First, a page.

It is well-documented that fish stocks in the oceans are under severe pressure from over-fishing and climate change, and this will worsen as we move deeper into the 21st century. At Sea Harvest our primary responsibility is to ensure that the disruption caused by humans on fish stocks is within manageable parameters, and for this reason we subscribe to an ecosystems approach to fisheries (EAF) which ensures that science-based decision making is at the forefront of all our fishing activities. Felix Ratheb, Sea Harvest CEO, states: “Sea Harvest’s participation in sustainable fishing practices is under-pinned by the industry’s Marine Stewardship Council (MSC) certification which will ensure that Cape Hake will be available for future generations. Our increased contribution and participation in bodies within the Fisheries Management branch of the Department of Agriculture, Forestry and Fisheries (DAFF) and the requisite scientific forums, is in order to be at the vanguard of dealing with issues that affect the sustainable utilisation of South Africa’s hake resources.”
As a co-founding member and participant in the Responsible Fisheries Alliance (RFA), Sea Harvest together with other fishing companies and environmental non-governmental organizations (NGOs) will continue to participate meaningfully in strategic initiatives aimed at strengthening its support in implementing the adopted EAF to protect and enhance the marine ecosystem health as whole, on which ecosystem and human benefits depend.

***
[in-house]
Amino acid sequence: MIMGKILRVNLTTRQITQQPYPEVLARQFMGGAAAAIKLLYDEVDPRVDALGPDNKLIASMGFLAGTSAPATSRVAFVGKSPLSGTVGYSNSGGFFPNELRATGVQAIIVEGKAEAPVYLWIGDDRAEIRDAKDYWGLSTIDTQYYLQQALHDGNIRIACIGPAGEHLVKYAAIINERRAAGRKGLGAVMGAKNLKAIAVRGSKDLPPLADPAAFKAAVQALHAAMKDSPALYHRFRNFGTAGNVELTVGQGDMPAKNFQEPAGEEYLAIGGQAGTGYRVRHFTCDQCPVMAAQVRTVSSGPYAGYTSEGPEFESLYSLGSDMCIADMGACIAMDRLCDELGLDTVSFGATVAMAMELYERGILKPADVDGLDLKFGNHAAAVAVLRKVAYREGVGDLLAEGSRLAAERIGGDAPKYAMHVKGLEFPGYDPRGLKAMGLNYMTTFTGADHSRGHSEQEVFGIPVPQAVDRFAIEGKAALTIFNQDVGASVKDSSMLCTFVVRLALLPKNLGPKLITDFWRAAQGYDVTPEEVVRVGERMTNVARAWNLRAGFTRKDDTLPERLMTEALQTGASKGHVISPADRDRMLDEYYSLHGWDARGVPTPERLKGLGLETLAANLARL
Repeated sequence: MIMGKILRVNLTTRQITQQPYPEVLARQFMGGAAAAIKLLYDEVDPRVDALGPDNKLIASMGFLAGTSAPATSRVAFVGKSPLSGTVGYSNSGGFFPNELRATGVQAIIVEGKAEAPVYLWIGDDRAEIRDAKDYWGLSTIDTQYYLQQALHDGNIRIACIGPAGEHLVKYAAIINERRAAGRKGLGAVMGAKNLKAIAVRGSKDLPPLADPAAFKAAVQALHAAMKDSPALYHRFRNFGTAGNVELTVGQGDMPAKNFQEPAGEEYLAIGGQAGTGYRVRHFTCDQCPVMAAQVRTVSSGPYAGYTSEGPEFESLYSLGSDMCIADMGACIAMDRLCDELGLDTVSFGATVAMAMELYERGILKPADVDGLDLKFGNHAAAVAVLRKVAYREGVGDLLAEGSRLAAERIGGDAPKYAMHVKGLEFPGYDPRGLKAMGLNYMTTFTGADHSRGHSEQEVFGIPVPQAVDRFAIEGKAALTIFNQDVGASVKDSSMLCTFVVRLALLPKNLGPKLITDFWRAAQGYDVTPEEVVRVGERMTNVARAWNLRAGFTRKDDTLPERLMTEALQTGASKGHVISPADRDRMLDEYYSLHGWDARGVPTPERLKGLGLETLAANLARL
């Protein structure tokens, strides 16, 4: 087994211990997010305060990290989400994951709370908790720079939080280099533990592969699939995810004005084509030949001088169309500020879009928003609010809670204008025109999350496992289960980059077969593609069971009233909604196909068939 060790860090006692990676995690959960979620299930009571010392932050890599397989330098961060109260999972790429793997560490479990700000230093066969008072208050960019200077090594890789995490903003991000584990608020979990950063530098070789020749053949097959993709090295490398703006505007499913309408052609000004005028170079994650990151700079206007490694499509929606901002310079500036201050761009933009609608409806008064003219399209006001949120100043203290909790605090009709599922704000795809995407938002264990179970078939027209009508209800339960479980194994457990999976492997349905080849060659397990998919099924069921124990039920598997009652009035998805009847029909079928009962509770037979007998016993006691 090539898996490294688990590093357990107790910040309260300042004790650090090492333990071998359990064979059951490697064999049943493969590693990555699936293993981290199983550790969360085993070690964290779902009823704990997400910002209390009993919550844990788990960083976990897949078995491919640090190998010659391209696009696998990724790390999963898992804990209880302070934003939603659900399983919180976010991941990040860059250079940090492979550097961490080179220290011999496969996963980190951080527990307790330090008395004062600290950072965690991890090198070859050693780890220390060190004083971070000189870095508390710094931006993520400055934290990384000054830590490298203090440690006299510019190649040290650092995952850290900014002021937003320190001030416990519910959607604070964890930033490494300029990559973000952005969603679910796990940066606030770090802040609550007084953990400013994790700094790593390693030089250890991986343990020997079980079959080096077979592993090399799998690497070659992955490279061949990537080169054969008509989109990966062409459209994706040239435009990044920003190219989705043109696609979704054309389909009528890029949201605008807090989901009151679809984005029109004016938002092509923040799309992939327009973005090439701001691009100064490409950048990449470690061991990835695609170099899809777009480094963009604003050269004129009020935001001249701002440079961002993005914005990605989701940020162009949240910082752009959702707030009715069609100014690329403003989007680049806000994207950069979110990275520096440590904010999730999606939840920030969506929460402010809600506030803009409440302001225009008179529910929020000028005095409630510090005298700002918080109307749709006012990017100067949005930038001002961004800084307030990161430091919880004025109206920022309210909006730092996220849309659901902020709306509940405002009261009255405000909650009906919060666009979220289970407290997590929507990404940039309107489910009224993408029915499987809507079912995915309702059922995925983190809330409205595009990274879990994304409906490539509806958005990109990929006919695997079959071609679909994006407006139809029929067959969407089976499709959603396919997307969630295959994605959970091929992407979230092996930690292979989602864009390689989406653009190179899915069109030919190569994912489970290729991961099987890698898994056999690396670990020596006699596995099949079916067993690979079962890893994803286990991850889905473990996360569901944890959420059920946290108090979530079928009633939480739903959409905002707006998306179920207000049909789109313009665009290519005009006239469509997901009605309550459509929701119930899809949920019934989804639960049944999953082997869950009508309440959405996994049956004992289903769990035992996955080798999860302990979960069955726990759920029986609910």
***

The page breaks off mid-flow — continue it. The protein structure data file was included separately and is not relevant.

In support of our sustainability activities on the water, Sea Harvest continues to attempt to reduce its carbon emissions primarily on its largest emitter, its fishing vessels. Sea Harvest’s Group Resource and Sustainability Manager, Madoda Khumalo, remarks: “The emissions from our vessels are dependent on various factors such as distance from the fishing grounds; weather and fishing conditions. Even though it is difficult to decrease the emissions from fuel usage as it is inherently linked to fishing effort, Sea Harvest is investigating modern vessel and trawling technologies to keep its fuel emissions under control.”
At Sea Harvest we also acknowledge that as a company we have a responsibility to develop and implement our own adaptive responses to the effects of climate change. Khumalo comments: “Anthropogenic practices since the industrial revolution are continuing to affect the earth’s energy budget by increasing emissions, resulting in unsustainable atmospheric concentrations of ozone-depleting and albedo-altering greenhouse gases. Sea Harvest’s efforts to mitigate climate change are evident from our land-based operations where an emissions management strategy, supported by our annual carbon footprint report and a recently completed energy efficiency study, were undertaken in an attempt to address our sustainable energy usage.”
In the coming years, climate sensitive practices at sea and on land will take centre stage and the company’s carbon accounts are going to be intensely scrutinised, while at the same time still adhering to our core principle of sustainable fishing practices.
For more information visit http://www.seaharvest.co.za/